Every technology is has its drawbacks. One of the most challenging is the fact that we don’t always know what is going on with our system. Machine Learning modules are very often implemented as BlackBoxes — we feed data into them and we get some information in return. Sometimes it is exactly what we want but sometimes it doesn’t work out. The problem is that we rarely have the opportunity to examine our BlackBox to find out what the problem is.
There is common model of using machine learning.
Each part of this chain is crucially important since without the correct algorithm we would not get any results. Also, for all this to work, we need some data. Proper usage of data can be very helpful, as illustrated by these examples.
- Red Roof Inn
During periods of bad weather, business at Red Roof Inn was down. But then they came upon the idea of putting data to use. When flights were cancelled due to extreme weather conditions, up 90,000 passengers were suddenly stranded. Analysts crunched the numbers and were able to identify the right times and places to promote the company and offer discounts. Put the right data in the right model and the machine can do the rest.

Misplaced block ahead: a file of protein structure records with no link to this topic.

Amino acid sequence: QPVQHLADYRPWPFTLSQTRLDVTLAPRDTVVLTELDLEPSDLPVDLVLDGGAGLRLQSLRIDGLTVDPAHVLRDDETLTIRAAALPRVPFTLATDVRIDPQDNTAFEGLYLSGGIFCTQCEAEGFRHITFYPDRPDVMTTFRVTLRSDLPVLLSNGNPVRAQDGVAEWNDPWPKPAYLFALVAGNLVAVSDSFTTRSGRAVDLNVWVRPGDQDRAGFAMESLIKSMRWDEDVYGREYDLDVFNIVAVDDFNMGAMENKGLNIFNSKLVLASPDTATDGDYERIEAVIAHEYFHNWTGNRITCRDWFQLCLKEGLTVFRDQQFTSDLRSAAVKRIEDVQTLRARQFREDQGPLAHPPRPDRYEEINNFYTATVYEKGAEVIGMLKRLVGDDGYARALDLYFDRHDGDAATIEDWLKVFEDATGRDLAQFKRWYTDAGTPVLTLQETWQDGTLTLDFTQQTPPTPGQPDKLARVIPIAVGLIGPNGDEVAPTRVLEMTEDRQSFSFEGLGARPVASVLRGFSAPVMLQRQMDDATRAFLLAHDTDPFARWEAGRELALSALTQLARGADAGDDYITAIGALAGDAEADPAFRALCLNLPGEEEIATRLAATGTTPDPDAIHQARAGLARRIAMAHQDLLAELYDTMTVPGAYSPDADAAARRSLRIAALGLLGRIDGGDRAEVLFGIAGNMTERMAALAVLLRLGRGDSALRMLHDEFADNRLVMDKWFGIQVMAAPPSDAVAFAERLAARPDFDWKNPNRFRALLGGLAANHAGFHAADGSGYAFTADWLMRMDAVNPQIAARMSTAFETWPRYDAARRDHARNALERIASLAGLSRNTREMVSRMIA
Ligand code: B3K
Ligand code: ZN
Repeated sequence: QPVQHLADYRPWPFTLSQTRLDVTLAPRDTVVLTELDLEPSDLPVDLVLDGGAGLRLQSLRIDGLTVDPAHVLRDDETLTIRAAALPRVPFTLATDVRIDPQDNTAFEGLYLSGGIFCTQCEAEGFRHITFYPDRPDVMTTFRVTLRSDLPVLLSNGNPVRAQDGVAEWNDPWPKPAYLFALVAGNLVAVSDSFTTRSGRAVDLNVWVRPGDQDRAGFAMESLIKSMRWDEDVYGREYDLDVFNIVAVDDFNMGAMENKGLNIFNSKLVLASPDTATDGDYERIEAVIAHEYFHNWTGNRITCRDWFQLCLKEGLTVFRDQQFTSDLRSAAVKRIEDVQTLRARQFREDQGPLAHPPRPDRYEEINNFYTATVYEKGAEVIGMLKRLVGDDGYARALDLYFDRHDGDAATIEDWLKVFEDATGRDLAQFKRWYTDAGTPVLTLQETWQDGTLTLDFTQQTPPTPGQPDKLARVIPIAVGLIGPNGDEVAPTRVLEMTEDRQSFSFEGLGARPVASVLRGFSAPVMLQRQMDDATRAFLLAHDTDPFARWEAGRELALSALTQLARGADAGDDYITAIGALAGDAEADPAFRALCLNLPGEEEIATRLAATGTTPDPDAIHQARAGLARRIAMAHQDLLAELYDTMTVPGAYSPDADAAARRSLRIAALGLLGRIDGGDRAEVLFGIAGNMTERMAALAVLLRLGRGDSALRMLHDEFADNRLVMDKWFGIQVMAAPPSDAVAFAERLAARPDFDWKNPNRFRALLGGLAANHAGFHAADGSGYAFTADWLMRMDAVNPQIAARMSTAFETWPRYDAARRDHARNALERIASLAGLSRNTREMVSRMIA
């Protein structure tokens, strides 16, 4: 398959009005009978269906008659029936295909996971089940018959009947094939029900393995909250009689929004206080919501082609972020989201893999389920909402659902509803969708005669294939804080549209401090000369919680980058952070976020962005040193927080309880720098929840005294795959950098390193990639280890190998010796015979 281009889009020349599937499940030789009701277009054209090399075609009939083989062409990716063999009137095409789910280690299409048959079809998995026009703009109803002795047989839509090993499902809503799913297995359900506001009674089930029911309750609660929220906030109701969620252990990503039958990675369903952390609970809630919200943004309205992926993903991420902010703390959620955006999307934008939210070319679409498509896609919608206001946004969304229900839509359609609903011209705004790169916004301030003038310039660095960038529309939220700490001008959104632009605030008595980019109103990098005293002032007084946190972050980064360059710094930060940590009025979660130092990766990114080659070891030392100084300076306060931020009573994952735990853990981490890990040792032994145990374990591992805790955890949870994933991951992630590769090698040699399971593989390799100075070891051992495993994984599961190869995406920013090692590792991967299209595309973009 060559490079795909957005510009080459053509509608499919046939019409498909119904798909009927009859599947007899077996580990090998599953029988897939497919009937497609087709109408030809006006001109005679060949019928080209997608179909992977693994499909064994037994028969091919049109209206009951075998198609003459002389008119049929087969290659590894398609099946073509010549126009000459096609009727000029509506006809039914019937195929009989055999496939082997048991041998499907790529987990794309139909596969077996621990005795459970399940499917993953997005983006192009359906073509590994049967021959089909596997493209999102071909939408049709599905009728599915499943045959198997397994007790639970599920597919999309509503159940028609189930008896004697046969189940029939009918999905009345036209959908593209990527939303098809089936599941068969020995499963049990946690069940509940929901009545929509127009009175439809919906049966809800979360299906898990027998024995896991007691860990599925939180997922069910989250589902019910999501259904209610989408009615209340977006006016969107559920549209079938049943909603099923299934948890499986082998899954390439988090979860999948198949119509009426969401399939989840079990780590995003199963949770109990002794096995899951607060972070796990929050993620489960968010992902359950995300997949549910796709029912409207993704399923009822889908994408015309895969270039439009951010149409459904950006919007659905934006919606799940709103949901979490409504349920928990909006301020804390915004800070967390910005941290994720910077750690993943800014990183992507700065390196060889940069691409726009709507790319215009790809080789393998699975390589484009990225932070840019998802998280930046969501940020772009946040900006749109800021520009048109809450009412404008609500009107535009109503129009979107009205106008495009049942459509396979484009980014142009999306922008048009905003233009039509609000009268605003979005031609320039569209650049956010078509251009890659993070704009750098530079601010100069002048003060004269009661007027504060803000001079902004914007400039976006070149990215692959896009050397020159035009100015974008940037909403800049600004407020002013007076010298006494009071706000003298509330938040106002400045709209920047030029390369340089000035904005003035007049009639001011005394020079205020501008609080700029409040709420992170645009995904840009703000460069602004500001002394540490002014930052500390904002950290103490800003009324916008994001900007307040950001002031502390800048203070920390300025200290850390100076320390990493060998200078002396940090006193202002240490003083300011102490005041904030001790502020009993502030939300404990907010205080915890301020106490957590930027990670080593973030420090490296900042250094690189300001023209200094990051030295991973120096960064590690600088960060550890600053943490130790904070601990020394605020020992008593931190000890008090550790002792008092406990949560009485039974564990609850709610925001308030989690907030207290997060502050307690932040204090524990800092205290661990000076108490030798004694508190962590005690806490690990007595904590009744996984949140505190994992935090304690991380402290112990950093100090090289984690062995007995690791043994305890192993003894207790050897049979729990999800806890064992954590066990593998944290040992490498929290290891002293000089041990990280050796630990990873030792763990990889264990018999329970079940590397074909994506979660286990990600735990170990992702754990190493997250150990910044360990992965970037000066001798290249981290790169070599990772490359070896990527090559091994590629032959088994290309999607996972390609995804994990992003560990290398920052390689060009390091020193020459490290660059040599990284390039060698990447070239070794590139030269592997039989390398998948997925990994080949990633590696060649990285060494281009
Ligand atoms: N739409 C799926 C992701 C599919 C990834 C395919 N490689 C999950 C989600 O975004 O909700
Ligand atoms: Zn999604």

The proper use of weather forecasts and data from airports allowed Red Roof Inn to target their offers and resulted in a 10% rise in revenue. This means that data not only helped avoid losses in a tough part of the year for the industry but actually brought in an increase.
- Los Angeles Police Department
Another example of benefits obtained through the smart use of data is the LAPD. Their story is a perfect illustration of the classic model; collect data, plug it into an algorithm and let the machine do the work. Since the LAPD had lots of historical data about crimes and the details involved, they hired a company to analyse the data. The analysis identified times and places with an increased risk of criminal activity, which made it possible to assign extra resources to help prevent crimes. The results were impressive, with a 33% decrease in thefts and 21% fewer victims of various crimes.
- UPS Cargo delivery.